Recognition of specific host epitopes by uropathogenic E. coli (UPEC) is a process essential to initiating infection of the urinary tract and kidneys. This process is most often mediated by carbohydrate-binding proteins (lectins) called adhesins that are assembled at the tips of hairlike extracellular appendages called pili. Recognition of mono- and poly-mannose epitopes on host uroplakins by the adhesin FimH is an essential step in urinary tract infection (UTI), while recognition of galabiose in the kidney by PapG is essential to E. coli pyleonephritis. Expression of UPEC pili occurs from pilus operons, which are identifiable by a series of genes encoding an usher assembly platform, a chaperone to prevent periplasmic assembly, a pilus terminator, a major pilus subunit, tip adapter subunits and, invariably at the end of the operon, an adhesin. While the fim and pap operons are well-studied, there are eight additional UPEC pilus operons, each with its own adhesin. This proposal utilizes human glycan arrays to determine the carbohydrate specificity of these eight adhesins as well as a computational method for extrapolating which host tissues these adhesins may recognize. A parallel aim is to determine the structural basis of this fundamental host-pathogen recognition event for each adhesin using a high-throughput crystallography pipeline. A final key element is the development of cell-based hemagglutination assays for validation of adhesin carbohydrate specificity and its structural basis. Long-term, this work sets the stage for development of antivirulence therapies targeting specific adhesins, similar to the recently-developed set of mannoside drugs targeting FimH to cure urinary tract infection.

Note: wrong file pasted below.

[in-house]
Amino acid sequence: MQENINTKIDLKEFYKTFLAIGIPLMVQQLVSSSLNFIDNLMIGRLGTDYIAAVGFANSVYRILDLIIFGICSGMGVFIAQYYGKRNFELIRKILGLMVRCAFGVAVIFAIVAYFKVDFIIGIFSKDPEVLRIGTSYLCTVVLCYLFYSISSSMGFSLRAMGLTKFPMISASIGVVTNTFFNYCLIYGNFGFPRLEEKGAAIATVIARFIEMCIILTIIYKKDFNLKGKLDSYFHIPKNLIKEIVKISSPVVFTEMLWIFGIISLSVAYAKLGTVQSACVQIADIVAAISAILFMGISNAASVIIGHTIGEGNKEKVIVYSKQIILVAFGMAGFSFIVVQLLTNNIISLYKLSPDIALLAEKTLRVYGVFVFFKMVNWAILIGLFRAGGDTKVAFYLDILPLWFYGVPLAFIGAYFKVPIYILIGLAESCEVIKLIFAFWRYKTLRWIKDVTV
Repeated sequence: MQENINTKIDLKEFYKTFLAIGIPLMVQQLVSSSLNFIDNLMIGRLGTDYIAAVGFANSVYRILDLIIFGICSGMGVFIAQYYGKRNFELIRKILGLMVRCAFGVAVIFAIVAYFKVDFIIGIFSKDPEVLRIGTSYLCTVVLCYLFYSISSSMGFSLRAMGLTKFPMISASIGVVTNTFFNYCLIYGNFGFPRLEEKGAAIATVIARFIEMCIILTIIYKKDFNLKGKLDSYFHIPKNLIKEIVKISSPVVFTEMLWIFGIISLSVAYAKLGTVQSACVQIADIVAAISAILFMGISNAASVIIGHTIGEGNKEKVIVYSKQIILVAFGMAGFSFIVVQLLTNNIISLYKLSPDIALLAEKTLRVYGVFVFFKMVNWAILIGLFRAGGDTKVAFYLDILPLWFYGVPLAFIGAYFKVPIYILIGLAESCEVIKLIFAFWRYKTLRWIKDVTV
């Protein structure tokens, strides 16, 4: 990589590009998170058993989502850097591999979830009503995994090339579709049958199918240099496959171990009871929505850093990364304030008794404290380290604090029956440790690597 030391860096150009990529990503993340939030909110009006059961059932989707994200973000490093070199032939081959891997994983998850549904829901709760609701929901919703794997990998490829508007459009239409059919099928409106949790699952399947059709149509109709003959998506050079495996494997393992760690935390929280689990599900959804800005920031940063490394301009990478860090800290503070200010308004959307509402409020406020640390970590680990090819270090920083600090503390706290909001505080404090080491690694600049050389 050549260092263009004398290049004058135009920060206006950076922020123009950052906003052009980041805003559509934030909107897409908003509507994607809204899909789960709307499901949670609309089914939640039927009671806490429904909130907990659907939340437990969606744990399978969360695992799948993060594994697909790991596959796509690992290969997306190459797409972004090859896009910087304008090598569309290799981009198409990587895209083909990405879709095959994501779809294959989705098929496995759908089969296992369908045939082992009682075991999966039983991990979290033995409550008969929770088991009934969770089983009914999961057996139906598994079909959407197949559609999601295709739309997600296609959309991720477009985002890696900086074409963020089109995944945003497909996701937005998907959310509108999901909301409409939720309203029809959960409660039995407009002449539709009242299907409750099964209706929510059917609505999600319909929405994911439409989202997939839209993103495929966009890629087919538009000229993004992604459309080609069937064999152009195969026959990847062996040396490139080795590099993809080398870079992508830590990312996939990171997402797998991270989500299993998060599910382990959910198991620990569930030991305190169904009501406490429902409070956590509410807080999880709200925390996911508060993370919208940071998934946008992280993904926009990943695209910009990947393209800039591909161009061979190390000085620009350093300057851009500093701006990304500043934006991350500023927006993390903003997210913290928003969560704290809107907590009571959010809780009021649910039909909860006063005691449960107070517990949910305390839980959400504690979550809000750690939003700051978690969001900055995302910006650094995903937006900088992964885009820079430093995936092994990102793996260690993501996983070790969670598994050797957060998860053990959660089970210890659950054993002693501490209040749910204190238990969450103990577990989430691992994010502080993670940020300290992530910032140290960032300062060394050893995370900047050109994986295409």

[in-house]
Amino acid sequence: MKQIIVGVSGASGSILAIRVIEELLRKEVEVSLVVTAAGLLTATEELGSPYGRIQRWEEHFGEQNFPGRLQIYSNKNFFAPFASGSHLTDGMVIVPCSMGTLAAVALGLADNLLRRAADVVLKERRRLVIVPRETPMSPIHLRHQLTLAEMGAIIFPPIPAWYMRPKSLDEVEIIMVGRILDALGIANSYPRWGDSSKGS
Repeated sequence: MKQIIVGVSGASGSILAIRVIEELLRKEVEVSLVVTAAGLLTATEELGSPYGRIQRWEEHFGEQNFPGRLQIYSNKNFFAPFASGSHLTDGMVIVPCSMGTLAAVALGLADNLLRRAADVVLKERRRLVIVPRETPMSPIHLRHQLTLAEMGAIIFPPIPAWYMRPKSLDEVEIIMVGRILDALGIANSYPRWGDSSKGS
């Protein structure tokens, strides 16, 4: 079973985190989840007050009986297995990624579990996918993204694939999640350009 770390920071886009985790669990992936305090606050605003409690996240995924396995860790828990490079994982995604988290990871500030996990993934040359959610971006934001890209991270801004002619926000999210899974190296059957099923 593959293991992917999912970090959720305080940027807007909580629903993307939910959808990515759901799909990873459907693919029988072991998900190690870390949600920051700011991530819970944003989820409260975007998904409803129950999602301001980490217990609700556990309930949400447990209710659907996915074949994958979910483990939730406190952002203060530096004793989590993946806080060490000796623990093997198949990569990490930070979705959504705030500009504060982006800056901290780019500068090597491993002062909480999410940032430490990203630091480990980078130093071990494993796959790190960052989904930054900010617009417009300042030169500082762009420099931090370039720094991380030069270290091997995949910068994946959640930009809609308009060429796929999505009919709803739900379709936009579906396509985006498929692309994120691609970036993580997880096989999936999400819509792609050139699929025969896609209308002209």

Escherichia coli urinary tract infection is the most common infection in the Western world. Only one-fifth of the total number of uropathogenic E. coli host-recognition proteins called adhesins are well studied, yet these proteins may represent essential factors in causing urinary tract and kidney infection. This proposal seeks define the molecular basis of how these understudied adhesins recognize E. coli's human host, setting the stage for development of therapeutic drugs that target this recognition.